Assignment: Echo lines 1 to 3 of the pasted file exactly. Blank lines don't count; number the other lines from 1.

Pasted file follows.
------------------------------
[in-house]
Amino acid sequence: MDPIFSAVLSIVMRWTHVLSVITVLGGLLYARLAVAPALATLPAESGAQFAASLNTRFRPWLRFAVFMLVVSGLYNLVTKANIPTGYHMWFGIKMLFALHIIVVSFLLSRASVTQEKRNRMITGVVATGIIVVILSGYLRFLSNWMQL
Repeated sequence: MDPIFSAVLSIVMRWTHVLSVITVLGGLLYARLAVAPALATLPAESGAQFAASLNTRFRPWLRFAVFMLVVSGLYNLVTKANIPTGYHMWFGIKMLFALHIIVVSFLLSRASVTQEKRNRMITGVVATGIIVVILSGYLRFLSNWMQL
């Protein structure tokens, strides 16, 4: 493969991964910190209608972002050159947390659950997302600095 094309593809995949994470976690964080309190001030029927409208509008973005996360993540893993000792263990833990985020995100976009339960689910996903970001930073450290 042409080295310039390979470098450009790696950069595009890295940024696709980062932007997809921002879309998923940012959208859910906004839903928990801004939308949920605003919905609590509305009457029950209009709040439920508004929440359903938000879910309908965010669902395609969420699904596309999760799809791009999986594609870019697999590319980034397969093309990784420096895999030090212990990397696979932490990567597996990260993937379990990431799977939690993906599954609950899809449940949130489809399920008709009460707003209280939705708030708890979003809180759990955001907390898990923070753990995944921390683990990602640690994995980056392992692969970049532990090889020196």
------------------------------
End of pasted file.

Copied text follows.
[in-house]
Amino acid sequence: MDPIFSAVLSIVMRWTHVLSVITVLGGLLYARLAVAPALATLPAESGAQFAASLNTRFRPWLRFAVFMLVVSGLYNLVTKANIPTGYHMWFGIKMLFALHIIVVSFLLSRASVTQEKRNRMITGVVATGIIVVILSGYLRFLSNWMQL
Repeated sequence: MDPIFSAVLSIVMRWTHVLSVITVLGGLLYARLAVAPALATLPAESGAQFAASLNTRFRPWLRFAVFMLVVSGLYNLVTKANIPTGYHMWFGIKMLFALHIIVVSFLLSRASVTQEKRNRMITGVVATGIIVVILSGYLRFLSNWMQL